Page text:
Loc: Somewhere on the planet,I hope
This a rather long paper that myself and other long time fishing advocates came together to produce. It is about WDF&W use of rules and the habit that the agency has of avoiding public involvement. I think it will take multiple post. The pictures in the document I will not post and hopefully I get this readable with the formatting. If anyone wants a copy of the document just shoot a PM at me.
Using Grays Harbor and the Chehalis River as an example-
HOW THE PROCESS USED BY WDFW TO SET ANGLER SEASONS AND MANAGE FISHERIES FAILS THE PUBLIC AND THE RESOURCE
Introduction: This project is a joint effort by a group consisting of retired or former government fish managers or biologists and others with decades of experience in volunteer fisheries enhancement projects. The purpose of this paper is to review how rules that guide the fresh water angling public are utilized to govern and promote the public's access to freshwater game fish and salmon. Additionally, to showcase how past and present management decisions of the Washington Department of Fish & Wildlife ( WDF&W) can drastically influence or effect current angler opportunity set forth in annual season setting rules adopted by the Department. The subject is a complex issue governed by state law that is applicable to all regions of the state of Washington. While anticipating that the public will recognize similar conditions exist in their areas throughout the state, we have chosen to address the subject by utilizing examples within the Chehalis River Basin. The 2019 closure of the Chehalis River to all fishing was the catalyst for this paper, which is intended to simplify the process in an effort to assist the average citizen in understanding the impacts that decisions made by WDFW, has on recreational fishing opportunities throughout the state.
Permanent rule process: After laws are passed by the state Legislature and signed by the Governor, they are compiled in the Revised Code of Washington (RCWs) and commonly referred to as “statutes”. The statutes often provide authority to a Department to adopt “Rules” to carry out the intent of those laws. Adopted rules carry the weight of law and are filed as Washington Administrative Code and commonly referred to as “WACs”.
WACs (fishing seasons) are adopted by WDFW under the Washington’s Administrative Procedure Act (APA). The APA sets out exactly what steps an agency has to follow to adopt rules. Different processes are provided for different kinds of rules. The same basic process is used to adopt, amend, or repeal a rule. It has three formal steps requiring public notice and opportunity to comment: 1) Notice of intent to change, adopt, or repeal a rule (CR101), 2) the proposed new or revised rule language (CR102) followed by a public hearing providing stakeholders an opportunity to comment, and 3) if adopted, the language of the rule is filed with the Code Reviser (CR103). The CR103 must be accompanied by a “Concise Explanatory Statement” (CES) that shows the rationale of the Department and the public comments it received during the process.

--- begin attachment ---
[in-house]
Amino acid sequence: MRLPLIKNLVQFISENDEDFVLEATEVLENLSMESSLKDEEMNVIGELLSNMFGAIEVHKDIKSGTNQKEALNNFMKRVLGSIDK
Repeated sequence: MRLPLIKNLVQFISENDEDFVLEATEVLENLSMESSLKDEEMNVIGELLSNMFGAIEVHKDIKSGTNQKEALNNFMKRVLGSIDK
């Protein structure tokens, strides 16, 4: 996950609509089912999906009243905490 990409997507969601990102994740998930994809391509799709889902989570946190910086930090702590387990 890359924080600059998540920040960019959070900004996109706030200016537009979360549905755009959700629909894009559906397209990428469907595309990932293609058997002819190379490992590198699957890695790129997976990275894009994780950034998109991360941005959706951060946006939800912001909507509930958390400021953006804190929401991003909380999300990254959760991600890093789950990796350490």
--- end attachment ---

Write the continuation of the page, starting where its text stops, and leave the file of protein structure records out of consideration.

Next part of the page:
Emergency Rule Exception: The exception is what is known as the “emergency rulemaking process,” commonly known as simply an Emergency Rule. Emergency rules are used significantly by WDFW to close or open fisheries each year. Use of an emergency rule is limited by the APA and can only be used “If an agency for good cause finds: (a) That immediate adoption, amendment, or repeal of a rule is necessary for the preservation of the public health, safety, or general welfare, and that observing the time requirements of notice and opportunity to comment upon adoption of a permanent rule would be contrary to the public interest; (b) That state or federal law or federal rule or a federal deadline for state receipt of federal funds requires immediate adoption of a rule;
Emergency rules do not require public notice or hearing. They usually take effect when filed with the Code Reviser. Emergency rules can remain in effect for up to 120 days after filing. An agency can re-file the emergency rule if the agency has started the permanent rulemaking process.